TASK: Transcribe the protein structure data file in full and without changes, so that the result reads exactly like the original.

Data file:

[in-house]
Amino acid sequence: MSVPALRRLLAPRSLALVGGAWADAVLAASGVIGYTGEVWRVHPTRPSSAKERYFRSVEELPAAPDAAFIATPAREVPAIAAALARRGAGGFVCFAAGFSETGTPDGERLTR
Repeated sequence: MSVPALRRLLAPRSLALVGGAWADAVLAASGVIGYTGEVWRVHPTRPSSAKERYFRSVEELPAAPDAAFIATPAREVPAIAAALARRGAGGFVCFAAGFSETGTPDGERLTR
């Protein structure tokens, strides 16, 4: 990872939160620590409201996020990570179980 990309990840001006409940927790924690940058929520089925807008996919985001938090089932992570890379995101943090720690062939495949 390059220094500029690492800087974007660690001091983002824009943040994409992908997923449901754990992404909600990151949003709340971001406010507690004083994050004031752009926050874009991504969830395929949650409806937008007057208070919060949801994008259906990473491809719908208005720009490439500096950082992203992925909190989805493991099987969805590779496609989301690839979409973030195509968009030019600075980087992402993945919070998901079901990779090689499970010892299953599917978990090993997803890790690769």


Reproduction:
[in-house]
Amino acid sequence: MSVPALRRLLAPRSLALVGGAWADAVLAASGVIGYTGEVWRVHPTRPSSAKERYFRSVEELPAAPDAAFIATPAREVPAIAAALARRGAGGFVCFAAGFSETGTPDGERLTR
Repeated sequence: MSVPALRRLLAPRSLALVGGAWADAVLAASGVIGYTGEVWRVHPTRPSSAKERYFRSVEELPAAPDAAFIATPAREVPAIAAALARRGAGGFVCFAAGFSETGTPDGERLTR
């Protein structure tokens, strides 16, 4: 990872939160620590409201996020990570179980 990309990840001006409940927790924690940058929520089925807008996919985001938090089932992570890379995101943090720690062939495949 390059220094500029690492800087974007660690001091983002824009943040994409992908997923449901754990992404909600990151949003709340971001406010507690004083994050004031752009926050874009991504969830395929949650409806937008007057208070919060949801994008259906990473491809719908208005720009490439500096950082992203992925909190989805493991099987969805590779496609989301690839979409973030195509968009030019600075980087992402993945919070998901079901990779090689499970010892299953599917978990090993997803890790690769």